The question became graded work or ungraded enrichment activities for the rest of the school year? Kuncl said the choice was unanimous among his staff. Enrichment for K through 5 and graded work for older students.
“I think that's where our whole entire staff felt was if we don't push them, what are we going to get out of this?” Kuncl said. “We'll just feel like we're just going through the motions too. We had some pushback from a few families about grading and whatnot, and the one thing we stayed constant of, we do not want this to be a hindrance on any student's GPA. As long as they're going to give us some effort, we're going to make sure that they get credit for this stuff. But we're also going to have high expectations for them because that's who we are as a staff, and we want our kids to meet those expectations.”
“I think that my kids are glad that they're doing grading, it's holding them more accountable,” said Barb Svoboda, a Mullen parent and school board member, and a Nebraska Association of School Boards regional director. “I feel like they're going to be pretty on track, and I think that choosing grading really helped with that.”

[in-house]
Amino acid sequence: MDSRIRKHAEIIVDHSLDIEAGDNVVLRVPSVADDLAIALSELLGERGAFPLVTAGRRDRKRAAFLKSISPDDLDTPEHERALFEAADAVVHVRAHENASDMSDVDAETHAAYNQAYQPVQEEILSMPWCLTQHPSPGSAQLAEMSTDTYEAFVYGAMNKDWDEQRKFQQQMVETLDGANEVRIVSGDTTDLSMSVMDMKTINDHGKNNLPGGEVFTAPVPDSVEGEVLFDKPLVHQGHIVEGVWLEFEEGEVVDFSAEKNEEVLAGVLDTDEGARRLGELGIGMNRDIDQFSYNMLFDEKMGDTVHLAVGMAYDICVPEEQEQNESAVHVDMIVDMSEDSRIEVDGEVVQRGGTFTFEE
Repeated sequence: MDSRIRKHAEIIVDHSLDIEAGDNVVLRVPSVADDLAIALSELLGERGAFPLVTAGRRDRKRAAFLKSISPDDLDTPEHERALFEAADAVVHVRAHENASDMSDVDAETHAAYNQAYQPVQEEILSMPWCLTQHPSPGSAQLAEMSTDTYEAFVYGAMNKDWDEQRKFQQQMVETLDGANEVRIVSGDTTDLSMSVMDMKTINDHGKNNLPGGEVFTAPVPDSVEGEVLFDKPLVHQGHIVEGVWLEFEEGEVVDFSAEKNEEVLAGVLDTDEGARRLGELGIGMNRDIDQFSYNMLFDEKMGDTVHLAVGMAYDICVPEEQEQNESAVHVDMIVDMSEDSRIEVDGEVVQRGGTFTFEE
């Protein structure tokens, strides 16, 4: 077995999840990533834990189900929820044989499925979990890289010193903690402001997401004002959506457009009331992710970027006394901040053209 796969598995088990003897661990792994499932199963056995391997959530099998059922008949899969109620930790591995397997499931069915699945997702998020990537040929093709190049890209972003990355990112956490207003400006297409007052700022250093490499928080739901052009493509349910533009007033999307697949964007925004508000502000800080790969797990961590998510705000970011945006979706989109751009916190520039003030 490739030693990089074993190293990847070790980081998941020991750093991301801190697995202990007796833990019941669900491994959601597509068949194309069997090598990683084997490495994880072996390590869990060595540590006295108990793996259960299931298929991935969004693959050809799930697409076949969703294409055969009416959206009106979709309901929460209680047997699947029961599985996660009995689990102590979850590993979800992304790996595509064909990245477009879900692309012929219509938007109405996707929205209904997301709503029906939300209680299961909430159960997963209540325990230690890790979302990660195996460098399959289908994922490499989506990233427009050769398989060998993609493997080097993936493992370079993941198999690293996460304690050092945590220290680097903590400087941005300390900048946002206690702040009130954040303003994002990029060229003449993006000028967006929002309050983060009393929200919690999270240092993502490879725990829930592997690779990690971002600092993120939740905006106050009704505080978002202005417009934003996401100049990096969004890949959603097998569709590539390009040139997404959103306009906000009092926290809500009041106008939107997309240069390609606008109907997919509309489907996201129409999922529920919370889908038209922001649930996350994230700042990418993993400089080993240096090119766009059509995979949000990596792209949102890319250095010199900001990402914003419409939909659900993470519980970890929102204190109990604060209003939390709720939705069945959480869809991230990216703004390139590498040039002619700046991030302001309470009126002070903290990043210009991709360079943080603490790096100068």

A survey of Nebraska school administrators found only 18 percent maintaining the regular grading system through the spring semester, what Mullen is doing for grades 6 through 12. Kuncl said they’ve seen about 90 percent of students with grades as good or better than in the quarter before remote learning.
Mullen’s three dozen teachers didn’t have much time to figure out new ways to teach. Melody McDowell has individual Zoom sessions with third and fourth-grade students once a week and Google Hangout meetings with her full class twice a week. They're all done from her dining room table.